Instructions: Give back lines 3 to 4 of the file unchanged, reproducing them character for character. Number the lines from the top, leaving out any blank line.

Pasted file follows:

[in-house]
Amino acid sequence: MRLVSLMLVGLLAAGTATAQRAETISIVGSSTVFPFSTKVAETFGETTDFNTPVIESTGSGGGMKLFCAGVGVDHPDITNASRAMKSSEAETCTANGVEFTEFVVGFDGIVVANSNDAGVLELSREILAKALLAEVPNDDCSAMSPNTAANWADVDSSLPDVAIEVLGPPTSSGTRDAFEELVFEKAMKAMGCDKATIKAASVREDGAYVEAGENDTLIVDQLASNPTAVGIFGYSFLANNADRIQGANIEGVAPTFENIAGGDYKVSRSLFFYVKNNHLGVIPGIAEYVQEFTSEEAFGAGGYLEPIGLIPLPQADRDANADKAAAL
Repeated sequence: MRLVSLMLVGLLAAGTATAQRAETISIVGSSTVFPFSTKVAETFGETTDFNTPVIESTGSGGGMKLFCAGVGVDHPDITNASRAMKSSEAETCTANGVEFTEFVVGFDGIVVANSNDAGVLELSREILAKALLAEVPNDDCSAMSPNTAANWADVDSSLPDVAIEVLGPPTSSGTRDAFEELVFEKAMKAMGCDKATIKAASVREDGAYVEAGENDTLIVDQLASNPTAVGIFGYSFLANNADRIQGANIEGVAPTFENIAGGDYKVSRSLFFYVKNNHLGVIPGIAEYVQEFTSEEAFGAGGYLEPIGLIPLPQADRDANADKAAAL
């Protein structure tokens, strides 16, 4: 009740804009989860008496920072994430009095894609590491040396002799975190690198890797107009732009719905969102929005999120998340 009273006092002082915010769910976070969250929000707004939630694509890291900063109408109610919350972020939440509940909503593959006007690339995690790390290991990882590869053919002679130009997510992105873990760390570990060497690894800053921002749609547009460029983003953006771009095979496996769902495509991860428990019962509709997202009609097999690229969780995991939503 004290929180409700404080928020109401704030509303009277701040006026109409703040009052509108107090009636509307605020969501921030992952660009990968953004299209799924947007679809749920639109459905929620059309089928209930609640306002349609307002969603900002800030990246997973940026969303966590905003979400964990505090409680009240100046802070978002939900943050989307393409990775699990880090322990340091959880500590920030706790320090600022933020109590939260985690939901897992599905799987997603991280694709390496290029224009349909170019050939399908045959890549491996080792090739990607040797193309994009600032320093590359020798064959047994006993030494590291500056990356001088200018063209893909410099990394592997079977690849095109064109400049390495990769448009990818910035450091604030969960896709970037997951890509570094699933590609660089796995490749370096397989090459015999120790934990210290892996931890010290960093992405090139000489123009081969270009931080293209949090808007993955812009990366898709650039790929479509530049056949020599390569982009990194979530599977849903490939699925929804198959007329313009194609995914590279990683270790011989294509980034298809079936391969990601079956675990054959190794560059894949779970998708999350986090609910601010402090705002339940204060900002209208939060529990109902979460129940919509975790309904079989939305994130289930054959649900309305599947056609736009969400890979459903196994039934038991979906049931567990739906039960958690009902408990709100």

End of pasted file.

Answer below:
Repeated sequence: MRLVSLMLVGLLAAGTATAQRAETISIVGSSTVFPFSTKVAETFGETTDFNTPVIESTGSGGGMKLFCAGVGVDHPDITNASRAMKSSEAETCTANGVEFTEFVVGFDGIVVANSNDAGVLELSREILAKALLAEVPNDDCSAMSPNTAANWADVDSSLPDVAIEVLGPPTSSGTRDAFEELVFEKAMKAMGCDKATIKAASVREDGAYVEAGENDTLIVDQLASNPTAVGIFGYSFLANNADRIQGANIEGVAPTFENIAGGDYKVSRSLFFYVKNNHLGVIPGIAEYVQEFTSEEAFGAGGYLEPIGLIPLPQADRDANADKAAAL
């Protein structure tokens, strides 16, 4: 009740804009989860008496920072994430009095894609590491040396002799975190690198890797107009732009719905969102929005999120998340 009273006092002082915010769910976070969250929000707004939630694509890291900063109408109610919350972020939440509940909503593959006007690339995690790390290991990882590869053919002679130009997510992105873990760390570990060497690894800053921002749609547009460029983003953006771009095979496996769902495509991860428990019962509709997202009609097999690229969780995991939503 004290929180409700404080928020109401704030509303009277701040006026109409703040009052509108107090009636509307605020969501921030992952660009990968953004299209799924947007679809749920639109459905929620059309089928209930609640306002349609307002969603900002800030990246997973940026969303966590905003979400964990505090409680009240100046802070978002939900943050989307393409990775699990880090322990340091959880500590920030706790320090600022933020109590939260985690939901897992599905799987997603991280694709390496290029224009349909170019050939399908045959890549491996080792090739990607040797193309994009600032320093590359020798064959047994006993030494590291500056990356001088200018063209893909410099990394592997079977690849095109064109400049390495990769448009990818910035450091604030969960896709970037997951890509570094699933590609660089796995490749370096397989090459015999120790934990210290892996931890010290960093992405090139000489123009081969270009931080293209949090808007993955812009990366898709650039790929479509530049056949020599390569982009990194979530599977849903490939699925929804198959007329313009194609995914590279990683270790011989294509980034298809079936391969990601079956675990054959190794560059894949779970998708999350986090609910601010402090705002339940204060900002209208939060529990109902979460129940919509975790309904079989939305994130289930054959649900309305599947056609736009969400890979459903196994039934038991979906049931567990739906039960958690009902408990709100």